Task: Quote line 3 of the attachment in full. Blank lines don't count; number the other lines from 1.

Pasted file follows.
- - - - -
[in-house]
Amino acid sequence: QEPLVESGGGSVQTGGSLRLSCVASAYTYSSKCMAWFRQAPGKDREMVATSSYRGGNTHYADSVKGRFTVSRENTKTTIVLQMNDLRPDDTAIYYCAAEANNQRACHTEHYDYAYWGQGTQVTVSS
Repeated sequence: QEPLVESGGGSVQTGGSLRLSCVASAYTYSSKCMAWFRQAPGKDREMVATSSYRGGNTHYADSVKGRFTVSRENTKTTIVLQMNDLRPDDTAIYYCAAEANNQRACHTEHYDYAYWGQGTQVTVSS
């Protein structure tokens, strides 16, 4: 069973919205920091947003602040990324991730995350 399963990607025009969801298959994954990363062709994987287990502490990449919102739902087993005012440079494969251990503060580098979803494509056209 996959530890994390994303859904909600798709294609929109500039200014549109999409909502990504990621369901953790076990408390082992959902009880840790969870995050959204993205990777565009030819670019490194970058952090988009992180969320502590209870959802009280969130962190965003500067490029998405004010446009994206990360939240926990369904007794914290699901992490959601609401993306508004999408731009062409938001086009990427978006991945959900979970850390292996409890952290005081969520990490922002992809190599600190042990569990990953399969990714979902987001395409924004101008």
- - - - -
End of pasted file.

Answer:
Repeated sequence: QEPLVESGGGSVQTGGSLRLSCVASAYTYSSKCMAWFRQAPGKDREMVATSSYRGGNTHYADSVKGRFTVSRENTKTTIVLQMNDLRPDDTAIYYCAAEANNQRACHTEHYDYAYWGQGTQVTVSS